The fears expressed very soon after Donald Trump was sworn in as the 45th US President is gradually coming to pass. It was hard to imagine the degree of nationalist, almost tribal, and populist mood and mentality prevailing in the US, and articulated through Trump's “America First” policy, until the US election results were announced. If there is any comfort for the liberals in America, and most of the world, Trump was three million votes in arrears in popular votes. But that is no impediment to Trump's implementing his isolationist and exclusivist policies which commenced almost immediately after he was sworn in, with banning of six Muslim countries from entry into his country, although that was a considerable climb-down from the position he took during his campaign when he said he wanted people from all Muslim countries to be banned from entering the US.
Alarming too are Trump's statements and speeches, particularly at the UNGA last September, which signal a reversion to the Cold War era, wherein he not only describes some countries, that won't bow to his diktats, as “rogue states” but also tries to intimidate them with the threat of military force, like he does Iran, and goes so far as to threaten North Korea with complete destruction because the country has chosen a sovereign defence strategy for its self-preservation, all the while telling that he respected the sovereignty of all countries.
For the US, its threats have been redefined. Islamic Extremism or terrorism is no longer US' main concern, Russia and China are, in equal measure. And now that Trump has lumped Russia and China together and singled them out directly, a departure from his predecessor, as the main threat to US interest, the world should be prepared to see renewed jockeying for strategic space and influence in the geopolitically significant regions of the world. China's enhanced defence spending, though nowhere near the US', and Russia's unmasked intention to regain global power status manifested in its involvement in Syria are ominous footsteps of a new Cold War.
Trump is living up to his commitment to the American military-industrial-complex by securing a USD 300 billion arms contract from the ever-too-ready-to-oblige-the-Americans Saudi rulers, who fail to see through Trump's mischief to deepen the Shia-Sunni discord by encouraging the Saudi rulers to gang up openly with other Muslim countries against Iran. He blames Iran for sponsoring international terrorism quite forgetting the terrorist groups that the US has bred, sponsored and armed, not to forget terrorism that some US allies in the Middle East have spawned.
The concept of “soft power” has been discarded by Trump from the textbook of US diplomacy and the ideas of “involvement” and “inclusive engagement” have lost their relevance with him. Unfortunately, there are ominous signs of unbridled arms race after he announced an increase in defence spending to a whopping USD 700 billion.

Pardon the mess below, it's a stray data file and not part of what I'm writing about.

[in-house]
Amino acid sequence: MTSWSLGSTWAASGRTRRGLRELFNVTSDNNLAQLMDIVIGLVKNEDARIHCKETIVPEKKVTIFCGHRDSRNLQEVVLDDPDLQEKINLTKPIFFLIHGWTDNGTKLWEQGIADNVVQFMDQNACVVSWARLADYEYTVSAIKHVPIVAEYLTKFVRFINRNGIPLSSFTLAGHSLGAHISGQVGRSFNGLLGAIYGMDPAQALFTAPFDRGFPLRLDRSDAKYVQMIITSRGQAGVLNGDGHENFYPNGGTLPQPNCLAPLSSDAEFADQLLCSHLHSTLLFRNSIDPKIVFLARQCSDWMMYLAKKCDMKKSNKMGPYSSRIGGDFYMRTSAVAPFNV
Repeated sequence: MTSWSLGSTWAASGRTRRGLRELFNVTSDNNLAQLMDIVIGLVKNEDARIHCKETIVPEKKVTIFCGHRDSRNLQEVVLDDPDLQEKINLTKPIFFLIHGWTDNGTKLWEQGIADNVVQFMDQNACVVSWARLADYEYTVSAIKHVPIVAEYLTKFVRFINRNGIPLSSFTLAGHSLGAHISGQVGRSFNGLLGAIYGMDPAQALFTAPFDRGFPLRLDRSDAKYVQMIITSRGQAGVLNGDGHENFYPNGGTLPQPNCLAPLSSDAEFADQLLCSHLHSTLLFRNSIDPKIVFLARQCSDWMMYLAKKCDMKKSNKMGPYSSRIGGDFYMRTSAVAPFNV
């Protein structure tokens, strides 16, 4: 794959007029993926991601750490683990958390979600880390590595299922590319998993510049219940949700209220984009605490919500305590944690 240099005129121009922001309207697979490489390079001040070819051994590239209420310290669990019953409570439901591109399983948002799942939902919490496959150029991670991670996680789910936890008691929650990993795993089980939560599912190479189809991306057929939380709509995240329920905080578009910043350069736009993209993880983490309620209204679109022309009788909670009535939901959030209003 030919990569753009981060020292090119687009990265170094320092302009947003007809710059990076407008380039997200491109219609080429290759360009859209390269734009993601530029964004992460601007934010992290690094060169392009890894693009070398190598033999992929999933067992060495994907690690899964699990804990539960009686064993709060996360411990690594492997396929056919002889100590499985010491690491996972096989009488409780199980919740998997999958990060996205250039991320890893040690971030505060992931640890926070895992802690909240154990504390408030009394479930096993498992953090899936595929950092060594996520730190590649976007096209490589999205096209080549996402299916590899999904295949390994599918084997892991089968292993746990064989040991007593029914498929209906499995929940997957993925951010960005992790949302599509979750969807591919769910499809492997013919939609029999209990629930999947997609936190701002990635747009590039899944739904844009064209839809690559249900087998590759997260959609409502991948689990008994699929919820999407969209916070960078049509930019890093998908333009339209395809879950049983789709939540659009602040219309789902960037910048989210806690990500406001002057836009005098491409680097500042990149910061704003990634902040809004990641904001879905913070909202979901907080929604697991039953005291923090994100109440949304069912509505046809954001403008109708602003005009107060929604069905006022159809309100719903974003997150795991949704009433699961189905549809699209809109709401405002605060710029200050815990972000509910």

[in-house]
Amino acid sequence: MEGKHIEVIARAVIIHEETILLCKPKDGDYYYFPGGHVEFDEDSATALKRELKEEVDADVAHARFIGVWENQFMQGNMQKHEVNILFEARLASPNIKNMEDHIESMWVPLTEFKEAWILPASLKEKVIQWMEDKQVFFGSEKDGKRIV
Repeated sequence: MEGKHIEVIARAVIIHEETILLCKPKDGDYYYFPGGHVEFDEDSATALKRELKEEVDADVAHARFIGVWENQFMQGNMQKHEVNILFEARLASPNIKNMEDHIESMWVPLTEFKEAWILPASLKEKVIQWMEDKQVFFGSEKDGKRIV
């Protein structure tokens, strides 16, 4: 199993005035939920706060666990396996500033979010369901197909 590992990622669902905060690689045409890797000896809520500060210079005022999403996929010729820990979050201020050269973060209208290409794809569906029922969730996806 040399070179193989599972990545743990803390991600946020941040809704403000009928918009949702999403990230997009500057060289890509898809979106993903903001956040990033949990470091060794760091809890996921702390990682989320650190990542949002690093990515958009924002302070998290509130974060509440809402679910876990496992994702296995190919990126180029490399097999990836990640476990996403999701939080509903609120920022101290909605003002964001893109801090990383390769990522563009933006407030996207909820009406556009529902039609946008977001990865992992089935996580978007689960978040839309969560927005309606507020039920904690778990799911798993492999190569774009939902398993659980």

Does the US pronouncement of shift of focus mean an end to the so-called global war on terror? One does not know whether the new US security policy would result in a recalibrated US force projection and troop deployment, particularly in areas that it has been so deeply and hopelessly entrenched in, for the last nearly two decades. If Islamic extremism, and terrorism associated with it, is no longer the main threat, then the raison d'être for the presence of US soldiers in the numbers that they are in, and the mandate that they are fulfilling, no longer exists. Contrary to Obama policy, troop levels have been spiked up both in Iraq and Afghanistan. However, the fact is that it was not Islamic extremism that was the main motive for the US decision to invade and occupy Iraq illegally. The fact is that the idea of regime change and Iraq invasion predates 9/11 by several years.
Perhaps loss of real state that the IS was holding, particularly Mosul, has motivated the US to recast its threat focus, but loss of territory does not necessarily signal an end to the phenomenon. Its tentacles are in most part of the world, particularly where there is US interest involved, which the IS will certainly target.
Two very dangerous matters, cause us concern. Chest beating by two very unstable, unpredictable, puerile heads of government, have their hands in the nuclear button, each trying to show that his button is bigger than the other's. But we must thank the prudence and statesmanlike move by South Korea for grabbing the very thin sliver of opportunity that came its way and use the Winter Olympics in Pyeongchang to reduce the existing tension, which was ratcheted up by Trump's beating the war drums. The two Koreas have well understood that the worst suffers, if the balloon goes up, would not be the US or the West, but they and their neighbours would be the countries which would be directly affected. The meeting between the reps of the two Koreas (North Korea still considers its southern neighbour an US occupied part of its territory, and thus had refused so far to indulge in direct negotiations with South Korean delegates) is a suggestion that in situations where US has created a stake for itself, the chances of arriving at an understanding and peace is so much better if the confronters dispensed with the US in their negotiations.
Trump's recognition of Jerusalem has done the greatest damage to the prospect of peace in the Middle East. Not only has it lost all moral authority as an honest broker, the US has itself become a party to the problem.
It is thus no wonder that a former British diplomat had remarked, “America led by Donald Trump is the greatest menace facing the world today”, because “the policies being pursued by the divisive US President are 'going to have a major disruptive effect' globally.”
Brig Gen Shahedul Anam Khan ndc, psc (retd) is Associate Editor, The Daily Star.